WASHINGTON, Nov. 1 (UPI) -- CIA contractors will recount their version of the attack on the U.S. Consulate in Benghazi, Libya, in a closed meeting of a House Intelligence panel, CNN said.
The men, described by sources as former Navy SEALs, ex-Army Special Forces and former U.S. Marines, were under contract to guard CIA agents on the ground, CNN reported Thursday.
The security officers were among those who responded to the terror attack Sept. 11, 2012, in which U.S. Ambassador Christopher Stevens and three other Americans were killed.
Sources told CNN the contractors are scheduled to appear before the subcommittee during the week of Nov. 11. Of the estimated nearly two dozen CIA operatives on the ground during the assault, only one has testified, the sources said.
Lawmakers have told CNN they are unhappy with the investigation so far conducted by House Intelligence Committee Chairman Mike Rogers, R-Mich., whose staff defended his committee's work, which has included nine full committee hearings, roundtable discussions with Obama administration officials and an interim report.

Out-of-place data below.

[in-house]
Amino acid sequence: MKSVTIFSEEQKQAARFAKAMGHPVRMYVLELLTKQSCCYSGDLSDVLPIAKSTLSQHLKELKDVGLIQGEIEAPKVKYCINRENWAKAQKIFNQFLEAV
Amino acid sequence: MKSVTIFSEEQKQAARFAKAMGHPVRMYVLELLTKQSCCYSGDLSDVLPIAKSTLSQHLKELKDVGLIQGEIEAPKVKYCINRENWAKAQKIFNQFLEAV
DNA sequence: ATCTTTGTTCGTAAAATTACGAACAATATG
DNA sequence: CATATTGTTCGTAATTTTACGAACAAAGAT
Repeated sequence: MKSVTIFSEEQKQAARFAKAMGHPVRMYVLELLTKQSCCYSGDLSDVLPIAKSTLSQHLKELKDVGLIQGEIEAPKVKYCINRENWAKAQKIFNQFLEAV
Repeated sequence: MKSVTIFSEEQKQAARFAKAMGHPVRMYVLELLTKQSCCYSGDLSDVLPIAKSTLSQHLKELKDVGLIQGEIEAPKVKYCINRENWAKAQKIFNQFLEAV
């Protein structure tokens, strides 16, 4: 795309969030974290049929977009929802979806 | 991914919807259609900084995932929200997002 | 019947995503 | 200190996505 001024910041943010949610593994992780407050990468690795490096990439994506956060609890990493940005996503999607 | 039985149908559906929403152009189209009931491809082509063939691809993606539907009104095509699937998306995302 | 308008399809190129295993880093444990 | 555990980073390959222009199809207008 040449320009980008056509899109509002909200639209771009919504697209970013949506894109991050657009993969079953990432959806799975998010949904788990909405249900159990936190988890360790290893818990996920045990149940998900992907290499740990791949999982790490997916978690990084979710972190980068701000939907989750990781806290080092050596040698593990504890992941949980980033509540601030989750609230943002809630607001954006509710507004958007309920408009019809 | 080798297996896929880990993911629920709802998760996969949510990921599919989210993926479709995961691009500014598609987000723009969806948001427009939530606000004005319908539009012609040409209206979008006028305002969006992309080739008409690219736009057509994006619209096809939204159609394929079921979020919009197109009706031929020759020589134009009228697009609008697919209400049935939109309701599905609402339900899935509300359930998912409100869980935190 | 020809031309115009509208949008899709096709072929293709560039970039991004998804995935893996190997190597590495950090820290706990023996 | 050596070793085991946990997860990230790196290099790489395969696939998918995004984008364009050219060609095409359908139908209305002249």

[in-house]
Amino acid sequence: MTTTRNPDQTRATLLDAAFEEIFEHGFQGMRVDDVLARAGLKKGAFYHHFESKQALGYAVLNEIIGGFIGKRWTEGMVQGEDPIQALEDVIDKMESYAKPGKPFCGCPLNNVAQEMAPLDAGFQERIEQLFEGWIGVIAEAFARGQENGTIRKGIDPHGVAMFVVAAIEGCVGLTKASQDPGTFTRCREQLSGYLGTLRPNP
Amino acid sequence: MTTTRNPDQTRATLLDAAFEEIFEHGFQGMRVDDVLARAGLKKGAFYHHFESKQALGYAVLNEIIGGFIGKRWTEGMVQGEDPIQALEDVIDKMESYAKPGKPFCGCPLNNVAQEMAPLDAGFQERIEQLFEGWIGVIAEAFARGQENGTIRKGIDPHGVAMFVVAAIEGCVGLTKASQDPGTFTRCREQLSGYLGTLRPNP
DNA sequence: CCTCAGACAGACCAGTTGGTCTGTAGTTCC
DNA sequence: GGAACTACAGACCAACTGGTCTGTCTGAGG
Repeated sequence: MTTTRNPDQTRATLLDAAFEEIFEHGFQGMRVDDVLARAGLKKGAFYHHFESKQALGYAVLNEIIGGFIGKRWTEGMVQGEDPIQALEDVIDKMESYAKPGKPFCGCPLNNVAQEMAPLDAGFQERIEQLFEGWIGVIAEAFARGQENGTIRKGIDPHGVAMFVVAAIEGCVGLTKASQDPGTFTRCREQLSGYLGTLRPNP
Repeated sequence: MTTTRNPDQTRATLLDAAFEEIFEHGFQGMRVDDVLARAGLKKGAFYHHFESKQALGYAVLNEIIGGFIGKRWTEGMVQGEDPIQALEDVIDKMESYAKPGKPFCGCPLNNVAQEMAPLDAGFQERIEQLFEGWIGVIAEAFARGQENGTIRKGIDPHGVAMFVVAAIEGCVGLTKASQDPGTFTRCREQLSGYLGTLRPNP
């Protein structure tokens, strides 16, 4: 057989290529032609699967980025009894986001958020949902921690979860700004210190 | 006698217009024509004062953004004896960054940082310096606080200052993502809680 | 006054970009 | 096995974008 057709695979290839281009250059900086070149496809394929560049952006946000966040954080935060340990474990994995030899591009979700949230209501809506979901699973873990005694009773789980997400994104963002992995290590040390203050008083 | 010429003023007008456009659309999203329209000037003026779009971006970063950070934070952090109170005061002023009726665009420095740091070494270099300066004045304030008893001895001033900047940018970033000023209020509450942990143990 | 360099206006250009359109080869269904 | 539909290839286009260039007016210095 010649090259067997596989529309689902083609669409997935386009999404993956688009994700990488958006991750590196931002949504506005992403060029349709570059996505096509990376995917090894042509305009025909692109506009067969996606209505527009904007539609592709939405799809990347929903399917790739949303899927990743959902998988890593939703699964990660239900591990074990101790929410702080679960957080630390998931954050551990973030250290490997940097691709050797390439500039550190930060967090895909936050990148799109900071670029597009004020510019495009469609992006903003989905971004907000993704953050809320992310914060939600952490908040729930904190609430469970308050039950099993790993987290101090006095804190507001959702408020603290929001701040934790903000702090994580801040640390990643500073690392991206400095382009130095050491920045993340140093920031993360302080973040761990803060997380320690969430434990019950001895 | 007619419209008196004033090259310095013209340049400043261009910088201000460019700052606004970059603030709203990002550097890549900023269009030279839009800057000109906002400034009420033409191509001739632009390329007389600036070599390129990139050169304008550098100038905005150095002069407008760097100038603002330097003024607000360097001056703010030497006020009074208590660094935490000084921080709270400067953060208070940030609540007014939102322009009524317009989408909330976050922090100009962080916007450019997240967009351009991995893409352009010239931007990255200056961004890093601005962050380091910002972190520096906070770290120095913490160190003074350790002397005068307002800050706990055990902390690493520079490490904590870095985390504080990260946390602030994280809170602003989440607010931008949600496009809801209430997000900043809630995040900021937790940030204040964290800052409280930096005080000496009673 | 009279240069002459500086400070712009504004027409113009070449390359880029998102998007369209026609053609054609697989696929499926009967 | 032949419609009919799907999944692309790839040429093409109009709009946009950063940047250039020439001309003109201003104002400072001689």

Frustrated congressional members said they want answers to three questions from people who were there: Why was the CIA in Libya, what happened during the failed rescue attempt and did the administration know immediately it was a planned terrorist attack?
"I think that there's a real mystery here surrounding what really took place and for reasons unbeknownst to me, the Congress, as well as the agency are going out of their way to protect whatever there was that they were doing operationally in Libya," Fred Burton, a former State Department diplomatic security agent who wrote a book about Benghazi that is being made into an HBO movie, told CNN.